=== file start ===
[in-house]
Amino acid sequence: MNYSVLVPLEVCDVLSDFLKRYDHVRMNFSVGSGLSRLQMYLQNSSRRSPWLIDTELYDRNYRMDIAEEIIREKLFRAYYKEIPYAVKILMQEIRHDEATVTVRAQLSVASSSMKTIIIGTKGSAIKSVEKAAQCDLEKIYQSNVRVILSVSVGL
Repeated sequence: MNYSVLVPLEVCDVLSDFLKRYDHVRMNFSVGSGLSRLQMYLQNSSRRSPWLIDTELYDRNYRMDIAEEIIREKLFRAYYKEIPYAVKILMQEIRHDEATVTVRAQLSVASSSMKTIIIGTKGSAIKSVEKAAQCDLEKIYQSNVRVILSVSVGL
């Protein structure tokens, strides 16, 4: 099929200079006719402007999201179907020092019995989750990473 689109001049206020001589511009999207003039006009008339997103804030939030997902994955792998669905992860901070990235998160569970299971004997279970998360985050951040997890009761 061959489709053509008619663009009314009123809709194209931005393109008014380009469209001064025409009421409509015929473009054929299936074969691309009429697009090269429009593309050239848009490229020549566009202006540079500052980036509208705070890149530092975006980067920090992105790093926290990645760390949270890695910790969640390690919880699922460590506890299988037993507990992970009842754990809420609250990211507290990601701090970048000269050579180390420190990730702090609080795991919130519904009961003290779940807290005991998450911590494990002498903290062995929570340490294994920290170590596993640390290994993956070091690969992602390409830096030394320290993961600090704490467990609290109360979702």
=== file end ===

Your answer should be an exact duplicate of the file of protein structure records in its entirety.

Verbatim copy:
[in-house]
Amino acid sequence: MNYSVLVPLEVCDVLSDFLKRYDHVRMNFSVGSGLSRLQMYLQNSSRRSPWLIDTELYDRNYRMDIAEEIIREKLFRAYYKEIPYAVKILMQEIRHDEATVTVRAQLSVASSSMKTIIIGTKGSAIKSVEKAAQCDLEKIYQSNVRVILSVSVGL
Repeated sequence: MNYSVLVPLEVCDVLSDFLKRYDHVRMNFSVGSGLSRLQMYLQNSSRRSPWLIDTELYDRNYRMDIAEEIIREKLFRAYYKEIPYAVKILMQEIRHDEATVTVRAQLSVASSSMKTIIIGTKGSAIKSVEKAAQCDLEKIYQSNVRVILSVSVGL
């Protein structure tokens, strides 16, 4: 099929200079006719402007999201179907020092019995989750990473 689109001049206020001589511009999207003039006009008339997103804030939030997902994955792998669905992860901070990235998160569970299971004997279970998360985050951040997890009761 061959489709053509008619663009009314009123809709194209931005393109008014380009469209001064025409009421409509015929473009054929299936074969691309009429697009090269429009593309050239848009490229020549566009202006540079500052980036509208705070890149530092975006980067920090992105790093926290990645760390949270890695910790969640390690919880699922460590506890299988037993507990992970009842754990809420609250990211507290990601701090970048000269050579180390420190990730702090609080795991919130519904009961003290779940807290005991998450911590494990002498903290062995929570340490294994920290170590596993640390290994993956070091690969992602390409830096030394320290993961600090704490467990609290109360979702």